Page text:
About the Conference
This conference is a continuation of the earlier conferences on approximation theory held in Austin (1973, 1976, 1980, 1992), College Station (1983, 1986, 1989, 1995), Nashville (1998), St. Louis (2001), Gatlinburg (2004), and San Antonio (2007). These meetings have traditionally been the main general international conferences on this topic for the past 35 years, and have been well attended by mathematicians from academia, industry, and government.

As with the previous meetings, the objective of this conference is to provide a forum for workers in the field to meet and discuss current research. The conference is supported by the National Science Foundation.

Bridge over San Antonio River

The meeting will feature seven plenary speakers who will give one-hour survey lectures on topics of special current interest. In addition, the conference will provide a forum for the awarding of the Sixth Vasil A. Popov Prize in Approximation Theory, with the winner also presenting a lecture.

The topics of interest include, but are not limited to:
  • Abstract approximation
  • Approximation with constraints
  • Classical approximation
  • Complex approximation
  • Compressed sensing
  • Curves and surfaces
  • Extremal problems
  • Image and signal processing
  • Interpolation and smoothing
  • Multiresolution analysis
  • Nonlinear approximation
  • Numerical PDEs
  • Orthogonal polynomials
  • Radial basis functions
  • Scattered data modeling
  • Shift-invariant spaces
  • Subdivision and refinable functions
  • Univariate and multivariate splines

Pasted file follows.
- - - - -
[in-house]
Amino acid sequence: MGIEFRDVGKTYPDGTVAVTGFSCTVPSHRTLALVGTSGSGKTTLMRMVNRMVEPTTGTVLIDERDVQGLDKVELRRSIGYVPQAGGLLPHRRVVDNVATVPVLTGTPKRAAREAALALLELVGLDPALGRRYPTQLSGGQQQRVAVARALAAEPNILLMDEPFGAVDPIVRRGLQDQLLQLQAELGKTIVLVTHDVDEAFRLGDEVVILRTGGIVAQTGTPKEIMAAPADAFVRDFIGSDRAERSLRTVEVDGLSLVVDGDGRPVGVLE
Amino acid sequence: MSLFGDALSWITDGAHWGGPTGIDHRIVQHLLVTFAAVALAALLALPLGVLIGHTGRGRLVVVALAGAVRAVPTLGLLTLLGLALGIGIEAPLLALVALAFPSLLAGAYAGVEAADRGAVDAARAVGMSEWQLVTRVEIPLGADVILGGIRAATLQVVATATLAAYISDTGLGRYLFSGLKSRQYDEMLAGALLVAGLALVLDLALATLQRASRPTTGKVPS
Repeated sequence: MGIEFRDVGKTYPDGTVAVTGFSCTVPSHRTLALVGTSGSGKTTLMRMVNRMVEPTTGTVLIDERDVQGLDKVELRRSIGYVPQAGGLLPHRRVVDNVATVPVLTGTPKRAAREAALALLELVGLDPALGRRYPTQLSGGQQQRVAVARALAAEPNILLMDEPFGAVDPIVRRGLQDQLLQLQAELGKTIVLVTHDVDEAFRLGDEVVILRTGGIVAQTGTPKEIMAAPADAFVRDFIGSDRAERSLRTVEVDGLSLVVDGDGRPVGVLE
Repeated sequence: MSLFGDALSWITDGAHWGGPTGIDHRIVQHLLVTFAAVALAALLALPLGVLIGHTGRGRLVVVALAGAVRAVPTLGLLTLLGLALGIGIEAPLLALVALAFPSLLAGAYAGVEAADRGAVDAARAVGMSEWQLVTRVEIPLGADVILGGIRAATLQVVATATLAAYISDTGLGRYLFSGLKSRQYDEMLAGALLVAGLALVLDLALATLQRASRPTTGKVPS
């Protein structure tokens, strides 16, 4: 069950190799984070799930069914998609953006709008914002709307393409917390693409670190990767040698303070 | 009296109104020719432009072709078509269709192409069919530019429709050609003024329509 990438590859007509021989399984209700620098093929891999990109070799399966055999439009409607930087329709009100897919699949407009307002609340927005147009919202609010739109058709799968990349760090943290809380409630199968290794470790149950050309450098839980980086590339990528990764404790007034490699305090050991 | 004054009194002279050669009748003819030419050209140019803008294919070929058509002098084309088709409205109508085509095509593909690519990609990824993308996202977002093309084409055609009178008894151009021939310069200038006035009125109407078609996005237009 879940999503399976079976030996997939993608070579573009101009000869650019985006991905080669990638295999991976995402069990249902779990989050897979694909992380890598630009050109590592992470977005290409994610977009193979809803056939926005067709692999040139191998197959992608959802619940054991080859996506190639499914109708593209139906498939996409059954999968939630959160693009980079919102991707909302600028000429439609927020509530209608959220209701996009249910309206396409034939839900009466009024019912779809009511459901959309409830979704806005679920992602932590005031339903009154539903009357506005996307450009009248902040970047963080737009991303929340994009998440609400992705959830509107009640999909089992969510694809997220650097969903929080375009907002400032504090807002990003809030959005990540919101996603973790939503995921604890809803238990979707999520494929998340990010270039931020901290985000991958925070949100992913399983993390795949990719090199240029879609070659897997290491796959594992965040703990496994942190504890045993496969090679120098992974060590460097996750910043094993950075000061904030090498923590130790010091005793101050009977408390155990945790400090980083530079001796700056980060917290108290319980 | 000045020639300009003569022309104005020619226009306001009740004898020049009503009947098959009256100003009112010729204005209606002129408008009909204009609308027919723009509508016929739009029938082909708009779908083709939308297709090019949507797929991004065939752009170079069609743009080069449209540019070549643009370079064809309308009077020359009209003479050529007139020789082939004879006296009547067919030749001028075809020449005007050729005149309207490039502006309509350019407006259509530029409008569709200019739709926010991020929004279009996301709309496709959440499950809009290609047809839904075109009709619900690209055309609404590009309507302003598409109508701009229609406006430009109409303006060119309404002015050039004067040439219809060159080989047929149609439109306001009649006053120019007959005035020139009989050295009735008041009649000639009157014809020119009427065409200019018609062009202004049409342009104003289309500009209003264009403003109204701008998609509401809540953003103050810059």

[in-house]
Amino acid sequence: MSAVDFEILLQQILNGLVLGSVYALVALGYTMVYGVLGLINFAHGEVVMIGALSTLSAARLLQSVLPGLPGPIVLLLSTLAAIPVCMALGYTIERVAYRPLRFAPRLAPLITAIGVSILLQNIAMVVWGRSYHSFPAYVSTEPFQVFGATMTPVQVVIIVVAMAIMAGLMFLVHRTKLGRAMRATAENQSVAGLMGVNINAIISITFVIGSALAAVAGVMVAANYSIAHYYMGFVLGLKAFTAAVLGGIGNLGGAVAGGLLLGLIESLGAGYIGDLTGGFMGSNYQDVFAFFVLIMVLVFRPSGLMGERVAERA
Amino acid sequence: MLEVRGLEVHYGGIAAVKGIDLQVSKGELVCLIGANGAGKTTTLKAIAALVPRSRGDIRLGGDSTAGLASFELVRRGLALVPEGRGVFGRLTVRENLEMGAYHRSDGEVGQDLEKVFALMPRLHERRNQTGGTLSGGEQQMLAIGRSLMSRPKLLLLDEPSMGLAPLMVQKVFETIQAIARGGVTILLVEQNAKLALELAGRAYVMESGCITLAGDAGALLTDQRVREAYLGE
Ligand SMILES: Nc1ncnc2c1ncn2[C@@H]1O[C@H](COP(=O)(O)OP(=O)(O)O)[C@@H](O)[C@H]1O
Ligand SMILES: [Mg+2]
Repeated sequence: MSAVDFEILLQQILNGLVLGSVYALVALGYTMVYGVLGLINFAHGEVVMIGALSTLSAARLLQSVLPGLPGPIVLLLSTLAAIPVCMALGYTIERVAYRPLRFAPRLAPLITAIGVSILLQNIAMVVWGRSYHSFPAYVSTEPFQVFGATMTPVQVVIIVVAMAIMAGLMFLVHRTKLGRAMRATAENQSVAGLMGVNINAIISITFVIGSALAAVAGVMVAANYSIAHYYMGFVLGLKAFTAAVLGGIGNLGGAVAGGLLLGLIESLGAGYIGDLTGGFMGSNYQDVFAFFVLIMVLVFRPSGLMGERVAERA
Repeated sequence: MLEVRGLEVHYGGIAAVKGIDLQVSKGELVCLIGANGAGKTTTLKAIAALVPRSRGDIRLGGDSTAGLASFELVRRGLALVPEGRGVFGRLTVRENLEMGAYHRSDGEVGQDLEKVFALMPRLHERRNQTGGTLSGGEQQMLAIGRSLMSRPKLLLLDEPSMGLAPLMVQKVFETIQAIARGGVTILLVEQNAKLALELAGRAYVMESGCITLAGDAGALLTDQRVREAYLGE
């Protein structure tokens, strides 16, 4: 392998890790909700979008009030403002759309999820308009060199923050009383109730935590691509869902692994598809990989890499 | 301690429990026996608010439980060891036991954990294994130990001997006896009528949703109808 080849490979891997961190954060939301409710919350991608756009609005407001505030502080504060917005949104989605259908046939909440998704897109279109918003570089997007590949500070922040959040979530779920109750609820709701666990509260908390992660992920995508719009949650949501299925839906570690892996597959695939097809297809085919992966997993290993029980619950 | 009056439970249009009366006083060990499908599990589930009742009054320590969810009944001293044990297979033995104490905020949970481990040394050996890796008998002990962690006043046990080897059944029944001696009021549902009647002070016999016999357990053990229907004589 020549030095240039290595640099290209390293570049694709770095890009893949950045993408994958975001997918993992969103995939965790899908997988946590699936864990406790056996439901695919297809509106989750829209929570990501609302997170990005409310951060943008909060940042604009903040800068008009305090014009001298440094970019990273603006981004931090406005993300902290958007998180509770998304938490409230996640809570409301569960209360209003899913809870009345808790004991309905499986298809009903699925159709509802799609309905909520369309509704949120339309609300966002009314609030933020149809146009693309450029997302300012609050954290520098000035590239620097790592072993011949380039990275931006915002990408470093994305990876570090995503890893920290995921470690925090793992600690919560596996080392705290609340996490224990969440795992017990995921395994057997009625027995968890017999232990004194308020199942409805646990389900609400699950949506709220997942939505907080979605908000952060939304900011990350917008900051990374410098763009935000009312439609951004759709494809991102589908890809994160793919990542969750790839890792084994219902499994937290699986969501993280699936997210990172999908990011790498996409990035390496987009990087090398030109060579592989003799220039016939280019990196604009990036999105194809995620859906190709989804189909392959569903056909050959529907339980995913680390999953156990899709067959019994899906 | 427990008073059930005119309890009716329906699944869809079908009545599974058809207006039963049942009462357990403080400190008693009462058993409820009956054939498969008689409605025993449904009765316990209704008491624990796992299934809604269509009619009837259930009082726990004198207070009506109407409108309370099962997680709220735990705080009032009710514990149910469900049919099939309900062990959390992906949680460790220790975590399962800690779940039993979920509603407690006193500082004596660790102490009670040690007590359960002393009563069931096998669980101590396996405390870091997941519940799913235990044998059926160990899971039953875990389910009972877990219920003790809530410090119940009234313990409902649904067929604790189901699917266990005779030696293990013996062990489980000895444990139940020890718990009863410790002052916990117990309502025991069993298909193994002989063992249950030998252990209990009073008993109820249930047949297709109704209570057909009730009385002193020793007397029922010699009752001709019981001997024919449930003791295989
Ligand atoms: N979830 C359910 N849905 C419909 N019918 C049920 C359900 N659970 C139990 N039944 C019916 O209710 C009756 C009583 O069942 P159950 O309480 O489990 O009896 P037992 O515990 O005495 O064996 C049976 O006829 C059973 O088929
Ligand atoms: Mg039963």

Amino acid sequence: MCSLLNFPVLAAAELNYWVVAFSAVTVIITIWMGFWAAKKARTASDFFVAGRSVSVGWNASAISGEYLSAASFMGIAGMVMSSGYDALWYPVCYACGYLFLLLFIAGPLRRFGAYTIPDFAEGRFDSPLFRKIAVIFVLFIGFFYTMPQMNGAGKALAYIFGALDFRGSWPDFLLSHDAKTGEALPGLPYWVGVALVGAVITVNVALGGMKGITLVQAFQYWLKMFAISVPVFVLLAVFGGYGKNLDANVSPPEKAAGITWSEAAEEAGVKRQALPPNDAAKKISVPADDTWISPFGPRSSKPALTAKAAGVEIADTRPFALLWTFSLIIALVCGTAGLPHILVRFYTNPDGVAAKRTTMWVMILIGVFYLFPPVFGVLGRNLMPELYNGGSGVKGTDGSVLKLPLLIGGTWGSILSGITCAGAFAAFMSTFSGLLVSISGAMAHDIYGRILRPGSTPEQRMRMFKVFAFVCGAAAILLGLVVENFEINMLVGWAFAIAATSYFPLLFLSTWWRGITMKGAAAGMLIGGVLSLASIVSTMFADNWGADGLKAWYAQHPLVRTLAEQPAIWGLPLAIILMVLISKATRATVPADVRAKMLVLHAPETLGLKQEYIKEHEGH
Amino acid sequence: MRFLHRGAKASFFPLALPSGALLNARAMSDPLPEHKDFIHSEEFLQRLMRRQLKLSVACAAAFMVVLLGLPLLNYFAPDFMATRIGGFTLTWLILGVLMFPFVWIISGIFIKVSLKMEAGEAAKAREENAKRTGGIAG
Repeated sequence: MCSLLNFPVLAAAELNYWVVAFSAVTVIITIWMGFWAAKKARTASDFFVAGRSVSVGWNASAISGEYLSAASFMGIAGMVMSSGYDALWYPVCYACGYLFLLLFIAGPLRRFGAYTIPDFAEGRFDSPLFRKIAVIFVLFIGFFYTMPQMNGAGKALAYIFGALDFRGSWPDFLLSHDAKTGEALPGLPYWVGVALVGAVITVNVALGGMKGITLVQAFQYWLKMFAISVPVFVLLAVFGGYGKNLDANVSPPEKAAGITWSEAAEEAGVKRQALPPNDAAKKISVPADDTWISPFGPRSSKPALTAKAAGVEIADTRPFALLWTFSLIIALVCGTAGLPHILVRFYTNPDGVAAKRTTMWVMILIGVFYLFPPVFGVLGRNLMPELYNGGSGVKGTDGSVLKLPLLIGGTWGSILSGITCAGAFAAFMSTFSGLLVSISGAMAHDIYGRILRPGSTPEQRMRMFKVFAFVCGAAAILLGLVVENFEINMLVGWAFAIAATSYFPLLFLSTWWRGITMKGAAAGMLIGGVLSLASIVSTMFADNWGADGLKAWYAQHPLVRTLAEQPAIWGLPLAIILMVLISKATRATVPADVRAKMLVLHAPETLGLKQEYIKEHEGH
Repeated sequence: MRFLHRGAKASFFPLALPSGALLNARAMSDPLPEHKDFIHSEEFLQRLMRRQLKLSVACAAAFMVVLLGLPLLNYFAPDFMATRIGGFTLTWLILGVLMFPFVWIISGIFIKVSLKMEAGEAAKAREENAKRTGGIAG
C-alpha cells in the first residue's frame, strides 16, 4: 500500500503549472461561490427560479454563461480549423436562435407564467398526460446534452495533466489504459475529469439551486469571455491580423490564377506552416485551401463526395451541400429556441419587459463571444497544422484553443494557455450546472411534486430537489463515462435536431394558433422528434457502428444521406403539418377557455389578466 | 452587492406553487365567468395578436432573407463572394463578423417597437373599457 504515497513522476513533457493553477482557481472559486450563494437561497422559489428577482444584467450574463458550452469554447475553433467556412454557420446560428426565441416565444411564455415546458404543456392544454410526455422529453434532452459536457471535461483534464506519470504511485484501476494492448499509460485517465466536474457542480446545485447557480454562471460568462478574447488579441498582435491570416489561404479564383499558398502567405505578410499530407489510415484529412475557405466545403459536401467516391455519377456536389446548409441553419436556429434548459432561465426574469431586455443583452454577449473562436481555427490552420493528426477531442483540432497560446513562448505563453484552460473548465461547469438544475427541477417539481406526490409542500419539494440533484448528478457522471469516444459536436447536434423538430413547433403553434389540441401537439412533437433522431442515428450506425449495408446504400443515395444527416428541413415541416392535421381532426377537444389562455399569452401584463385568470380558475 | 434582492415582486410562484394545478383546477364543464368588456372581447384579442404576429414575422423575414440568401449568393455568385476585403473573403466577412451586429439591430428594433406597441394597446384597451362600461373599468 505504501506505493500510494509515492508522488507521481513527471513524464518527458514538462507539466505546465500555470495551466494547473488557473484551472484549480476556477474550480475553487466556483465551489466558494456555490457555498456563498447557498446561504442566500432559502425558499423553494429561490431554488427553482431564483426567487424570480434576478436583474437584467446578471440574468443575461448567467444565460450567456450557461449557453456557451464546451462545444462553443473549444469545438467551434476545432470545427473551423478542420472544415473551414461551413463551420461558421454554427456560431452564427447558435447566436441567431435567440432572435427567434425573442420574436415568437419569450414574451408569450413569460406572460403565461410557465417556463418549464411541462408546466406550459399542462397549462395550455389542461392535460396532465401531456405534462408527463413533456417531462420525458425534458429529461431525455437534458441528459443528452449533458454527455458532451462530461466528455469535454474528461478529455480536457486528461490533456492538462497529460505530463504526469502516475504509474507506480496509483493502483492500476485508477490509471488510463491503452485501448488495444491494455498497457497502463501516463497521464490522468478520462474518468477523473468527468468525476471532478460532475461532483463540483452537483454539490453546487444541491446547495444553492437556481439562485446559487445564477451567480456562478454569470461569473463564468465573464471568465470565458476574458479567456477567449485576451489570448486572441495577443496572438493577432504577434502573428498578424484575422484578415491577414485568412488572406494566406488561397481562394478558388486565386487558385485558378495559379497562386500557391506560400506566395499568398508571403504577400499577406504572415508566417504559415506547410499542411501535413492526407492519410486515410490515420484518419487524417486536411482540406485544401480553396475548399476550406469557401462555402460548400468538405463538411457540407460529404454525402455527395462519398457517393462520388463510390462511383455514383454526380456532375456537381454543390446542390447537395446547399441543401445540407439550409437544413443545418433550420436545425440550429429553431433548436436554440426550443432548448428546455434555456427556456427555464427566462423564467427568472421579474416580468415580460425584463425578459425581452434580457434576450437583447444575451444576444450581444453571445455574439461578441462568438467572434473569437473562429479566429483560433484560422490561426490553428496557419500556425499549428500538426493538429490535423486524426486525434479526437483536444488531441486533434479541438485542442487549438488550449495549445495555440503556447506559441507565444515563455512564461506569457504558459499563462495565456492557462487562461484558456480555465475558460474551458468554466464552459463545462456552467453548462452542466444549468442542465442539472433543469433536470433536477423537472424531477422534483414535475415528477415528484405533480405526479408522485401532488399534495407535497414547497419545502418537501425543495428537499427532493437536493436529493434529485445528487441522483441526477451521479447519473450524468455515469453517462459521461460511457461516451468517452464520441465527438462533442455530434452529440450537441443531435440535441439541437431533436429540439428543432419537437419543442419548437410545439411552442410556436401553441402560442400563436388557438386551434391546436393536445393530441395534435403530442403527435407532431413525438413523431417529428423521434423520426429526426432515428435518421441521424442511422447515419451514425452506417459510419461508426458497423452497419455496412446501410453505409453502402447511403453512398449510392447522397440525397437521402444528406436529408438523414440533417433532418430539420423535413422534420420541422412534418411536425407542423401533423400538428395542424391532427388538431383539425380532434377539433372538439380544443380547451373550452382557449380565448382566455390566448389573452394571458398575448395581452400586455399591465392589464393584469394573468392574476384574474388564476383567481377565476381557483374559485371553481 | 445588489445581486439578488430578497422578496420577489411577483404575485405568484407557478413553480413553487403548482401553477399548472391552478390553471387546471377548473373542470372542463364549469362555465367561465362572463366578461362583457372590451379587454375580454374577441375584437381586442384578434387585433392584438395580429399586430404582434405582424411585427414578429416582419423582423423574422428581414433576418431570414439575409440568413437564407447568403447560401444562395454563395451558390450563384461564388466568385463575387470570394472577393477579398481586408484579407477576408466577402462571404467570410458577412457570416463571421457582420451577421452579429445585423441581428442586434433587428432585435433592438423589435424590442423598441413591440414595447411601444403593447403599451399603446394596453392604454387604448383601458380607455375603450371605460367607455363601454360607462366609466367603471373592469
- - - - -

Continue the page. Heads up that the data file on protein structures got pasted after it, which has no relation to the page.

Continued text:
• Wavelets and Frames
  • Applications of approximation theory
We invite you to contribute a talk or a poster in any of the above area. The anticipated duration of contributed talks is 20 minutes. The deadline to submit an abstract is February 10, 2010.

We also encourage the participants of the conference, especially our more senior colleagues, to consider organizing a minisymposium on a subject of current interest. Ideally, a minisymposium should consist of six or twelve speakers. The anticipated duration of minisymposium talks is 20 minutes. If you are open to the idea of organizing a minisymposium, please click here for instructions on how to submit a proposal. The deadline for doing so is January 10, 2010.

To be included in the scientific program of the conference, you must register online and we must receive a payment from you by February 20, 2010. If you would like to attend the conference, but do not plan to give a presentation, we also encourage you to register so as to take advantage of a discounted registration fee.

To learn more about the conference, please explore the links in the menu on the left.

San Fernando Church

Last Updated: February 19, 2009
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